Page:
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Three Minute Thesis 3MT®

The University of Massachusetts Amherst Graduate School is proud to host its third Three Minute Thesis Competition (3MT®) in Spring 2019. These popular competitions have become a global phenomenon and offer graduate students the opportunity to communicate the significance of their research to a general audience, all in three minutes or less.

UMass Amherst’s 3MT event celebrates the research accomplishments of our graduate students while helping students develop their presentation and communication skills. Plan to join us for the 2019 3MT, as a competitor or audience member.

2019 3MT Dates

Preliminary Rounds: Mid-February

Final Round: Friday, March 1st, 1-3pm, Campus Center Auditorium


Click for details on:


Participant Registration & Preparation

Competition Rules

Prizes & Judging Criteria

Additional Resources


UMass Amherst graduate students from any discipline are welcome to participate if they meet all the eligibility requirements. Participants must:

  • be enrolled full-time as a graduate student at UMass Amherst;
  • be in good academic standing;
  • present on their independent academic research; and
  • be available to participate in a preliminary round of competition (Feb. 11-15) and, if selected as a finalist, the Final on March 1st in person.

Participant Registration & Preparation

Register for the 2019 3MT here. Spots fill quickly, so register soon!

The Graduate School Office of Professional Development (OPD) is organizing a series of events to support those interested in participating in the 2019 3MT competition. These include:

  • 3MT® Information Sessions (all in 538 Goodell)

  • Friday, Nov. 16th: 2:30-3:30pm  
  • Tuesday, Dec. 18th: 11am-12pm (register here)
  • Friday, Jan. 24th: 2:30-3:15pm (register here)
  • Monday, Jan. 28th: 3-3:45pm (register here)

This interactive session, offered Jan. 16th from 3:00-4:30pm in ILC N151, will focus on developing an engaging communication style and connecting with your audience. Register here.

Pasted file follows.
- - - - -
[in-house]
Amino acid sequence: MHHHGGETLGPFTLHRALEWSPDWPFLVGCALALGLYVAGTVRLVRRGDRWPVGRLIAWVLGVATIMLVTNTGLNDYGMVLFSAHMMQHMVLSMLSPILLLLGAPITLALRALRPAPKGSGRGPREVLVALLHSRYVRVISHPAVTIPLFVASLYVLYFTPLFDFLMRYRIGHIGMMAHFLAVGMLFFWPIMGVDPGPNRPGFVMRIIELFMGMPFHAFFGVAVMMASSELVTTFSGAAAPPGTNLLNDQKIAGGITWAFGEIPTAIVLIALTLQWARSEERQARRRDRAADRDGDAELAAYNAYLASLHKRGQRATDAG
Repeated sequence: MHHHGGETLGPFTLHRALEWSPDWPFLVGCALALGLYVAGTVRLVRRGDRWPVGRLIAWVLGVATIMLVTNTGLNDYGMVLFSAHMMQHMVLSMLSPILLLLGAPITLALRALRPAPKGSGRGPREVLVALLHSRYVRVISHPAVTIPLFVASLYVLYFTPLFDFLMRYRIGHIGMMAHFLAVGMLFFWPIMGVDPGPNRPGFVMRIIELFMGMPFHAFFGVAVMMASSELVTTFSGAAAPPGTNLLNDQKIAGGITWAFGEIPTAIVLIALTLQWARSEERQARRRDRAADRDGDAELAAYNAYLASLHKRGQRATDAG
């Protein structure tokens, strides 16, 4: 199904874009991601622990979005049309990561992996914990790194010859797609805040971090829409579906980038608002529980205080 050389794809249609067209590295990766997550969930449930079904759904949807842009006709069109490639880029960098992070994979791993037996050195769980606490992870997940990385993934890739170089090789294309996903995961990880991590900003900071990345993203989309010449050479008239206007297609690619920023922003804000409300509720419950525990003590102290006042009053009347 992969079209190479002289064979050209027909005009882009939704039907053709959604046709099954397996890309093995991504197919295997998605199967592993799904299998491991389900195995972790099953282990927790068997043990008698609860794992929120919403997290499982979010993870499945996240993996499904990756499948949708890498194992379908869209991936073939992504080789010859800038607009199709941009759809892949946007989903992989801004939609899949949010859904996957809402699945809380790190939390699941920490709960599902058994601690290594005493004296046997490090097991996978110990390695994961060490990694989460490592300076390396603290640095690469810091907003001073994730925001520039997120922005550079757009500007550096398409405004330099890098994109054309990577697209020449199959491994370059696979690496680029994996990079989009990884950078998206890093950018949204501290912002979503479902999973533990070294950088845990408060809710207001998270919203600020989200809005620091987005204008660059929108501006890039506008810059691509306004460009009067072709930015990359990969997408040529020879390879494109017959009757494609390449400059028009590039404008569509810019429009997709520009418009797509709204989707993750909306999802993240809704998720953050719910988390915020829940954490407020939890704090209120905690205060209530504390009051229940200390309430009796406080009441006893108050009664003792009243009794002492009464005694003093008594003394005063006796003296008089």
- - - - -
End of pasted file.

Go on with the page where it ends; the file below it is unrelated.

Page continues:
• Peer Review Sessions

Multiple sessions in February. These low-stakes sessions allow 3MT competitors the chance to practice and receive feedback prior to the preliminary rounds. More details and registration information coming soon. 

Competition Rules

When preparing your presentation please keep the following rules in mind:

  • Participants are limited to three minutes for their presentation and time is strictly enforced.
  • Participants are allowed to use a single static PowerPoint-style slide.
    • no slide transitions, animations or “movements” of any kind are permitted;
    • your slide is to be shown from the beginning of your presentation; and
    • no additional electronic media (e.g. sound and video files) are permitted.
  • No props (e.g. costumes, musical instruments, laboratory equipment) are permitted.
  • Presentations are to be spoken word (eg. no poems, raps, or songs).
  • Presenters must remain on stage for the duration of their presentation (e.g. you may not walk through the audience as you speak or start your presentation from the back of the room).
  • Presentations (and the three minute timer) begin when a presenter starts their presentation through either movement or speech.

Questions on whether participants have adhered to competition rules will be referred to the judging panel; the decision of the judging panel is final.

Prizes & Judging Criteria

  • Final Round First Place Finisher: $1,000
  • Final Round Runner-Up: $500
  • Final Round People’s Choice (determined by audience vote): $500

The panel of judges will evaluate participants in the preliminary and final rounds based on the following:

Comprehension and Content

  • Did the presentation clearly identify the research question/topic being addressed and its significance?
  • Did the presentation clearly describe the key results of the research, including conclusions and outcomes?
  • Did the presentation follow a clear and logical sequence?
  • Did the speaker use language appropriate for a non-specialist audience?
  • Did the speaker avoid scientific jargon, explain terminology, and provide adequate background information to illustrate points?
  • Did the presenter spend adequate time on each element of their presentation, not elaborating for too long on one aspect or rushing through portions?

Engagement and Communication

  • Did the oration make the audience want to know more?
  • Was the presenter careful not to trivialize or generalize their research?
  • Did the presenter convey enthusiasm for their research?
  • Did the presenter capture and maintain their audience’s attention?
  • Did the speaker have sufficient stage presence, eye contact and vocal range; maintain a steady pace, and have a confident stance?
  • Did the PowerPoint slide enhance the presentation – was it clear, legible, and concise?

Additional Resources

The Three Minute Thesis concept was developed by the University of Queensland; their website includes additional competition information and videos from outstanding presentations. Videos from UMass's 2018 competition are available here

Science magazine hosted a roundtable with several 3MT winners from around the globe, who share information about their preparation process and advice for future contestants: 

Questions on UMass Amherst’s 3MT competition may be directed to Heidi Bauer-Clapp ( The event is supported by the University of Massachusetts Amherst Graduate School.